Central PA's LGBT News Source
This is the first in a series of stories of my incredible and innovative journey beyond sexual assault. It will hopefully open up healthy dialogues about sexual assault in our LGBT communities.
I was asleep in my loft in downtown Phoenix one night. Three men entered and I was held down and sexually assaulted. I almost lost my life before all the police arrived to help me.
Over time I isolated from society. I had explosive moments of anger often. I was finally diagnosed with PTSD and depression. The symptoms became much more severe.
On May 30, 2015 I tried to take my life. I survived. Things got better and then they got very bad again. On a suicidal night on November 2ndof that same year something unexpected happened. I laughed.
The Late Show with Stephen Colbert came on my TV and I laughed during the monologue.
It was a laugh just like any other laugh I had throughout my life. What saved my life is not that I laughed that night…it’s that I recognized I laughed that night.
I paused the TV show for three minutes as I recognized my laughter. I sat quietly.
I had always been looking for the miracle in the distance to save me from PTSD. But to my surprise it was something that had been with me the whole time. Laughter. And this night I recognized it.
Something good was still coming from me. I decided I’d use that laughter and hold on to it.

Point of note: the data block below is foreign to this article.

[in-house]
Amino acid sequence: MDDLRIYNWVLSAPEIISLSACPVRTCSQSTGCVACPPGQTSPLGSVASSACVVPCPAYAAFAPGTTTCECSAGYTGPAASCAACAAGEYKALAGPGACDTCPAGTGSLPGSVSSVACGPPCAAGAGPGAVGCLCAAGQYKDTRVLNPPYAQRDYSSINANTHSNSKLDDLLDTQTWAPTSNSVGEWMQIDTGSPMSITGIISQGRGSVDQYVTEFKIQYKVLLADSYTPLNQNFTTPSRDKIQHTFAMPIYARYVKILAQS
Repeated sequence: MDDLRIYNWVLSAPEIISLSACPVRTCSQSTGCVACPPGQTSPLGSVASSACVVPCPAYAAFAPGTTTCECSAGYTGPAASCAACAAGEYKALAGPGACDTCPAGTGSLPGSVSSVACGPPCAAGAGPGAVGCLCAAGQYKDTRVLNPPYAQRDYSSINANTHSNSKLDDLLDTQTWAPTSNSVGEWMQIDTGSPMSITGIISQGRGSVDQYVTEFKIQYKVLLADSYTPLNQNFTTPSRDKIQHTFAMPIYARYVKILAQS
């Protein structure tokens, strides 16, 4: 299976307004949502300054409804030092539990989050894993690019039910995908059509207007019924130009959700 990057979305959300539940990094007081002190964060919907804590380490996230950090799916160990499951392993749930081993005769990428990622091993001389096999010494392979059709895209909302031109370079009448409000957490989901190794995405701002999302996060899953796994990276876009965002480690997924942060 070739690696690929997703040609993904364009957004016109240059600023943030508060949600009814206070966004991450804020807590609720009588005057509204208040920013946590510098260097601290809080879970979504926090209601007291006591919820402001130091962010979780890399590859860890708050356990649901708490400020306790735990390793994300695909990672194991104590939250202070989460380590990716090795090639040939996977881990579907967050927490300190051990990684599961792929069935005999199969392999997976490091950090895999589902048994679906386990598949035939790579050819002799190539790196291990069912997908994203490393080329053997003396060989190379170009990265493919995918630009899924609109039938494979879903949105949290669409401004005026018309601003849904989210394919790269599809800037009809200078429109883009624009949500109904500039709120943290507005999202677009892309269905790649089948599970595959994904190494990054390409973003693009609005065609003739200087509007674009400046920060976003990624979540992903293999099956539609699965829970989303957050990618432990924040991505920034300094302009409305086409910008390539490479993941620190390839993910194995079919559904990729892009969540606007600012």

I stared at the screen and I embraced what I describe as the emotional mindset of an eight year old kid at that moment. There was no thinking involved. I went with pure emotion.
My emotion told me I was getting on The Late Show as a guest. And I was going to share my story with Stephen Colbert and his audience. I had no idea how I would make that happen. It didn’t matter.
I’d figure out the details the next day. I went to bed with hope that night. Hope.
That following morning I woke up and still had that hope. I went out after breakfast to buy paper at a Staples store near my home. For some reason, I ended up in front of a display of giant foam poster boards. An employee approached me and asked if I needed any help.
I asked her if there were more poster boards in the warehouse. But before she entered the warehouse she turned and asked me how many I wanted. I never said I wanted to buy any though. That was my lightbulb moment. I saw it clearly. I bought all of the boards they had at that store.
It was then I realized what I’d do to get on that show. And how I was taking back my life from PTSD from that sexual assault. I was going to meet total strangers each day and I would tell them my story.
And I’d ask them to sign support for all my efforts (to overcome PTSD/sexual assault and get on that show) on those boards with a variety of Sharpie markers I’d buy.
This would be my therapy to re-engage with people again after isolating so badly for years. I wanted this to be larger than life. I wasn’t going to hide anymore from the trauma. I was going to talk.
Somehow I’d have to get the attention of The Late Show and show them the boards. I told myself I’d figure it out with the help of all the people I’d meet. I’d make it happen as I went.
On November 12, 2015 I set out to meet total strangers. I was excited. I was also fearful. It took three attempts to get out of my home that morning. I finally left.
I walked up to the first person on that day with a giant blank poster board and a lot of Sharpie markers. I was utterly unprepared for what was about to happen in my life over the next 1,288 days in a row I’d be on this full time cross country journey!
Editor's note: This article of hope and support is brought to you by that guy with a lot more to share. That guy with more stories than One Kansas City Place is Ron Blake. You can find him on Facebook here.